Jealousy: Are We Doomed?

This research topic submitted by Angie Heimann and Sarah Lyon ( on 2/25/98.

Angie Heiman
Sarah Lyon
Feb. 22, 1998
NSII Chris Myers
Research proposal

Our initial idea for our project on jealousy was to speculate on Robert Wright’s jealousy hypothesis. Wright claims that:

"male jealousy should focus on sexual infidelity, and males should be quite unforgiving of it; a female, though she'll hardly applaud a partners extracurricular activities, since they consume time and divert resources, should be more concerned with emotional infidelity--the sort of magnetic commitment to another woman that could eventually lead to a much larger diversion of resources." (Wright 66)

Wright’s statement shows a clear leaning toward the biological origins of jealousy. Originally, we set out to prove or (we had hoped) disprove Wright’s claim that there is an essential difference in the way males and females experience jealousy, and a biological reason on which the difference rests. The idea that females care about male paternal input, and might “put up with” sexual infidelity as long as her mate keeps the goods coming, along with the idea that a male would probably not tolerate sexual infidelity, because he would not want to waste time raising another man’s offspring (thus propagating the genes of someone else), seems to present human nature in a rather economic light. The biological “difference” claim states that women care mostly about being financially secure, while men don’t want to waste “precious” time that could be otherwise spent investing in his own genes. Where is sentimentality in all of this? Are we doomed to forever feeling pangs of jealousy, and reacting in ways that might be detrimental to a healthy relationship? Are women really from Venus and men from Mars? That is, is this jealousy difference so deeply encoded within us that partners will never truly understand one another or be able to interact “rationally” to overcome it? In asking the question “are we doomed,” we set out to first examine Wright’s claim through the lenses of universality, and changes through time.

We expected to find proof that jealousy is more cultural than biological, because of Right’s many seemingly skewed views (with little scientific backing) on other topics, and also because of our personal experiences and views on the subject. However, after researching the topic more in depth, we found that most authors, of both “nurture” or “nature” opinions, tended to give both sides credit.

We examined the universality of jealousy, starting with the basic assumption that jealousy does, indeed, spread across cultures, and is to some degree a universal human emotion. However, we found that the ways different cultures experience jealousy differ so greatly that it becomes difficult to make the claim that jealousy is wholly biological. The psychologist R. B. Hupka hypothesizes that there is a standardized method by which we can determine weather a culture will be “more jealous” or “less jealous.”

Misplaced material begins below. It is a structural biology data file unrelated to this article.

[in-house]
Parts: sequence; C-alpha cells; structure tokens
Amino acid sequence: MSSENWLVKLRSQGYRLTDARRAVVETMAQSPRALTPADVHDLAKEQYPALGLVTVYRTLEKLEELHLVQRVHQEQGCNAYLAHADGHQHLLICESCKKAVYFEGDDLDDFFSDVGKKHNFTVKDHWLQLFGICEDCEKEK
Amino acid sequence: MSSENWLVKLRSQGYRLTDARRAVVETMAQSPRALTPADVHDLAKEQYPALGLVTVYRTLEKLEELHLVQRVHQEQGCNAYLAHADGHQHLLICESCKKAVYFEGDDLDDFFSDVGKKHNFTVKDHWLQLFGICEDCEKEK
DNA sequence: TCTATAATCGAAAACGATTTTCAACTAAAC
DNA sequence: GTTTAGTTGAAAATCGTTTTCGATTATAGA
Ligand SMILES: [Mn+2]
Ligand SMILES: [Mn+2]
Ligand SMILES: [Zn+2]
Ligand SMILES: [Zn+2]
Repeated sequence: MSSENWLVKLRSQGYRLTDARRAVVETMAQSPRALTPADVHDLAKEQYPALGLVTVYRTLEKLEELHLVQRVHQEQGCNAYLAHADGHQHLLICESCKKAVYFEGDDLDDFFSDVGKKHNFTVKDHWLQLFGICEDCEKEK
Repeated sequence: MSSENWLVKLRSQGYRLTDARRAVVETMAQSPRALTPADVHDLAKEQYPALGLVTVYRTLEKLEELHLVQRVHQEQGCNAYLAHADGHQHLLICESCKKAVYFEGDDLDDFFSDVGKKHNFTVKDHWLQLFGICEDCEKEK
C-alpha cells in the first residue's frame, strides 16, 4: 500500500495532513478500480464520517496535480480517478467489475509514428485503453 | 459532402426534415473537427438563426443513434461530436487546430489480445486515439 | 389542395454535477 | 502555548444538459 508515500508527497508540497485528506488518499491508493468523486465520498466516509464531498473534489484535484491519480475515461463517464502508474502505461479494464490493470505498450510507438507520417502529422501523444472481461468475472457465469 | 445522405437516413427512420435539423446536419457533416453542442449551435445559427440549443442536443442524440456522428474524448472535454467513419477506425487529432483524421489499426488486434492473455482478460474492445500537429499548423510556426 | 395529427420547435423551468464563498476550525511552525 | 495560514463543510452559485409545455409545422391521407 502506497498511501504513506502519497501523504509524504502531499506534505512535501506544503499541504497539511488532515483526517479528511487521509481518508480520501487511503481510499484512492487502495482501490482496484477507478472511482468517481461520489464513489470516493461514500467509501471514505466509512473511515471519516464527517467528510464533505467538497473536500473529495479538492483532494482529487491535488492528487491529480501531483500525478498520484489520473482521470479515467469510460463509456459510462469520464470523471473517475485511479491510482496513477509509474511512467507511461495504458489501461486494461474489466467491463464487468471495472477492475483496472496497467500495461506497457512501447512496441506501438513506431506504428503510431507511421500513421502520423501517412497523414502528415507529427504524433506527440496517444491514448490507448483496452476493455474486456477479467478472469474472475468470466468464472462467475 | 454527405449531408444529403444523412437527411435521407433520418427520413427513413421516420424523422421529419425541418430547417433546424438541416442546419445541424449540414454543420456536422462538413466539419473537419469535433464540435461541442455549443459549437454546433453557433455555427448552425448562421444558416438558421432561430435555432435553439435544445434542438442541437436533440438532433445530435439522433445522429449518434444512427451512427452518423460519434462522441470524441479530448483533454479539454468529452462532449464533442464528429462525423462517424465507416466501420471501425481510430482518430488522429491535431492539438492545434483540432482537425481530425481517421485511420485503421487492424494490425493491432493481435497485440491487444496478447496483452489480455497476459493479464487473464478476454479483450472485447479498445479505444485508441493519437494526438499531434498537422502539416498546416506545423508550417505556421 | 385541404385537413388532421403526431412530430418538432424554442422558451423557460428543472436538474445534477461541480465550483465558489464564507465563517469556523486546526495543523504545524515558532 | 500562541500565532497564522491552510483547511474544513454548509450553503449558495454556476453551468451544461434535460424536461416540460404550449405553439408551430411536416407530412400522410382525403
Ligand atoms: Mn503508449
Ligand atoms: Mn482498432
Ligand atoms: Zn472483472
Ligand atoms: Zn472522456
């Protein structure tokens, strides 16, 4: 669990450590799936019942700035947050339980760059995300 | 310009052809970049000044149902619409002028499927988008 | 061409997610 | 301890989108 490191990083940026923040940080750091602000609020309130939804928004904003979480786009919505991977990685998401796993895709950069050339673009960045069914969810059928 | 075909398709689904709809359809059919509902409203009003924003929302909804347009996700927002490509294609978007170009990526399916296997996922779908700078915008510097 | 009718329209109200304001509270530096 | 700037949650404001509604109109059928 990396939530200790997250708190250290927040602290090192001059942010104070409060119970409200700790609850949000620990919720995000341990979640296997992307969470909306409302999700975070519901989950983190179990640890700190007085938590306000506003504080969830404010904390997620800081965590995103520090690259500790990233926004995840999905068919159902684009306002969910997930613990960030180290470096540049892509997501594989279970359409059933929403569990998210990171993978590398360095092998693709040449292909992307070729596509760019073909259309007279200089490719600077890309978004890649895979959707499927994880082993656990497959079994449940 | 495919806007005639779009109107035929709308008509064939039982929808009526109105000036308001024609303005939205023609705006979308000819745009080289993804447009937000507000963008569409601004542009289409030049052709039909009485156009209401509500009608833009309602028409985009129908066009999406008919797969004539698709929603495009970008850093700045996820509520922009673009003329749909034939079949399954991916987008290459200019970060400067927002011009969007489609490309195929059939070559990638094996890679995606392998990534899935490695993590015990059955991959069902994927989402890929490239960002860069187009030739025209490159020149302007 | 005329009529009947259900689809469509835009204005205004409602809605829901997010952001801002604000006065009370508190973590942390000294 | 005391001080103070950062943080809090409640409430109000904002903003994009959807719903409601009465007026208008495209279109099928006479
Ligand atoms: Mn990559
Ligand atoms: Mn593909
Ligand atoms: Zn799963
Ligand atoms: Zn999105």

“Specifically, Hupka hypothesized that the loss of a mate is a great threat in societies which (1) endorse the concept of private property, (2) make a mate the only legitimate source of sexual gratification, (3) endow biological offspring with significance for their parents, and (4) confer status with marriage. To illustrate the effect of these factors on jealousy, Hupka contrasts the Toda of India who were not very jealous with the Apaches of North America who were very jealous. “(Mathes p. 108-109)

Hupka contrasts the two societies, indeed showing how the Apache society seems to be based on his four pivotal factors, while the Todas seem to almost escape jealousy because of the seeming absence of these factors. However, when he describes the Toda’s lack of sexual restraints: “Should a man want another man’s wife as a lover he would talk to the woman and her husband(s) and if all agreed he would pay an annual fee to the husband(s) for her services,” he neglects to mention what a woman is to do if she desires to be with a man other than her husband. Indeed, this example seems to say that the Toda’s do endorse the notion of private property--otherwise, why is a man paid a fee for the “services” of his wife? Doesn’t the necessity for payment suggest ownership? Despite the somewhat sexist discrepancies here, Hupka’s claim seems compelling at least in one aspect: Jealousy is provoked, experienced and expressed differently in different cultures. We explored this notion further, and found more evidence to support it. For instance, the question of “which male ‘should’ feel jealousy” depends on who’s place it is to guard female fidelity/chastity: In Spain and other parts of Europe, it is largely the husband’s duty, while in North Africa and parts of India, it is the brother’s duty. (Van Sommers, p. 118).